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Protecting the cells against mycotoxin damage

Mycotoxin cytotoxicity leads to cell damage, hence leading to other problems in livestock animals. A mycotoxin binding product with different ingredients can help in keeping the cell viability high.

More than 300 different types of mycotoxins are known, which are different in origin, structure and toxic characteristics. The type of mycotoxin found at a certain place is influenced by the conditions in the area. Climatic factors, pH and the preference of some fungi for particular substrates are some of the variables in question. Table 1 shows the predominant type of toxin by geographic location. Animals are normally exposed not to only one mycotoxin, but rather to several toxins at the same time. When mycotoxins are present simultaneously, their interactive effects can be additive, antagonistic or synergistic in nature, in some cases causing more severe damage than when occurring in isolation.

Factors that produce mycotoxins

The main mycotoxin-producing fungi belong to Aspergillus, Penicillium and Fusarium genera. Their capacity to produce big quantities of mycotoxins is determined by different variables. Water activity (wa) is one of the most important factors; it is defined as the partial vapour pressure of water in a substance divided by the standard state partial vapour pressure of water. In other words, it expresses the amount of available water for microbiological development. High wa values are needed to support fungi activity. A value of 0.7 is sufficient, but values around 0.8-0.9 are needed to produce significant quantities of mycotoxins. Temperature is also a very important factor. The above-mentioned genera can grow in temperatures between -3 and 40º C, but their optimum temperature range is 25-30ºC. If we analyse pH, although their preferred condition is alkaline, their tolerance range is wide: 2.5 to 7.5.

Different detoxifying products

There is a growing interest in the market for detoxifying products based on the adsorption mechanism. This effect is a surface phenomenon consisting in the adhesion of a molecule to a solid surface. The nature of the bonding depends on the characteristics of the species involved. In this case, electrostatic and hydrophobic interactions are responsible for the mycotoxins’ adsorption. The objective of these types of products is to block the mycotoxins in the intestine, thus limiting their availability and consequently their metabolic effects. So the toxins must form a stable union with the product and remain with it until they are excreted. Aluminosilicates are a group of clays showing this adsorption capacity. They are divided into two subgroups: Phyllosilicates (as Bentonite) and Tectosilicates (as Zeolite). Due to their physical structure, these minerals present an elevated peripheral area value and active surface with binding points, which is the reason why they are able to interact with a wide range of substances, especially polar compounds. This property also confers elasticity when mixed with water and expansion capacity. Between the different layers of this tridimensional structure, bound cations can be exchanged in water solution for other ions; this is what is called cation exchange capacity (CEC). So some charged molecules are susceptible to substituting these cations and being absorbed by the material. In addition to this sequestering capacity, aluminosilicates are able to reduce the intestinal transit rate, enhancing digestibility and acting as gastric and intestinal protectors to prevent diarrhoea. Diatomaceous earths are another of the products found to have a great capacity for binding mycotoxins. Diatomite consists of the fossilised remains of diatoms, a type of hard-shelled algae. Mainly composed of silicium dioxide (SiO2), as well as aluminium oxide (Al2O3) and ferric oxide (Fe2O3), it shows a very low density and an extremely porous surface in which very reactive radicals (silanol) can be found. They are able to interact with organic polar compounds. This property is responsible for their mycotoxin binding capacity.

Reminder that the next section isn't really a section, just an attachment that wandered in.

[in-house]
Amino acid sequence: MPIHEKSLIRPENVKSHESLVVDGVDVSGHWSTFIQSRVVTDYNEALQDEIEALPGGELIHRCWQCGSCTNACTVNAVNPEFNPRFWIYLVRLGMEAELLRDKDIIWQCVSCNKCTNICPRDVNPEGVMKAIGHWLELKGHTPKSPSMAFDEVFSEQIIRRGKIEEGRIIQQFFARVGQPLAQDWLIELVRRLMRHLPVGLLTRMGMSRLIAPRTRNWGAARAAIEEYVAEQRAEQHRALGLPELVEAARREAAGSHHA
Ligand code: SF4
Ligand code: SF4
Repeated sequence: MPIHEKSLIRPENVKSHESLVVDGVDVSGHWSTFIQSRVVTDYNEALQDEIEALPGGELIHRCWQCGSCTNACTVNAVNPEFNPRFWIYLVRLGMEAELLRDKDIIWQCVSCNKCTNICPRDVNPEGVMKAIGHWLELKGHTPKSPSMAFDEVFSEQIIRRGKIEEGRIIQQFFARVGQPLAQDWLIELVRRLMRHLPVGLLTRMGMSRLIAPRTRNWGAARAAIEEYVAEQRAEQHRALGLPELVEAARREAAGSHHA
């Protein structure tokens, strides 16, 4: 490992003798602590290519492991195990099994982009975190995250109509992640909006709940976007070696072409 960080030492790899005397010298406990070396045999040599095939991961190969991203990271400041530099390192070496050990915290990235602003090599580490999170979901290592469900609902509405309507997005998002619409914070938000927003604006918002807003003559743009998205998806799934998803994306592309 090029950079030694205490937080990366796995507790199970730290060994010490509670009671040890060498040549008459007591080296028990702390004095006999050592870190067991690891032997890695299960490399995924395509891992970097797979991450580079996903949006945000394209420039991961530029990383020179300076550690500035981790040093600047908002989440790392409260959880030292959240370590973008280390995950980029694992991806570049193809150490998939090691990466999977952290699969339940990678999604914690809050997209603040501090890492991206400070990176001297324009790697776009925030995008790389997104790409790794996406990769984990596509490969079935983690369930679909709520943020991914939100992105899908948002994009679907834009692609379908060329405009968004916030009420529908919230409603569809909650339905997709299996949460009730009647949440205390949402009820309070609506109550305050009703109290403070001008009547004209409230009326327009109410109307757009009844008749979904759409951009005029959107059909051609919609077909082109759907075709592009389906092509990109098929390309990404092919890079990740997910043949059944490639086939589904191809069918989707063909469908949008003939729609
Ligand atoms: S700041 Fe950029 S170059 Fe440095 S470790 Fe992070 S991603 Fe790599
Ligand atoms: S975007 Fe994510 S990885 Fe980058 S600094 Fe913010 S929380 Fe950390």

Testing the effect on cell viability

Not all products are able to effectively bind all the mycotoxins. A trial was therefore conducted with a mycotoxin binding product* to study its effect on cell viability. A higher cell viability is preferred, as this means that cells are better protected against the cell damage caused by the mycotoxins. Mycotoxin cytotoxicity is related to ROS (reactive oxygen species) accumulation and damage to DNA. This ability to cause oxidative stress and ROS-mediated DNA damage leads to cell cycle arrest and apoptosis. Mycotoxins are also known as protein synthesis inhibitors and interfere with membrane phospholipid metabolism. The presence of products capable of adsorbing the mycotoxins might prevent the generation of ROS and RNS. Due to their monolayer-forming ability and their morphologic and biochemical characteristics, human Caco-2 cells are used as a model in toxicity assays, also valid for animal production. To conduct the study, Caco-2 cells were cultivated in wells with a complete medium. Afterwards, the treatments (mycotoxins and mycotoxins + mycotoxin binding product) were added and remained in the wells for 24 h. Cytotoxicity MTT was evaluated (methodology: Denizot and Lang, 1986). It was shown that the viability of the cells treated with a mycotoxin binding product was higher for every mycotoxin tested (Figure 1).


The addition of a mycotoxin binding product, as described in this article, protected the cells against the above-mentioned mycotoxin’s deleterious effect and thus may be used as mycotoxicosis prevention products in animal feeds.


Alvaro Ortiz, Norel, Spain

One comment

  • Ed DeBoer

    May we please see the Figures and the Table mentioned in the article?

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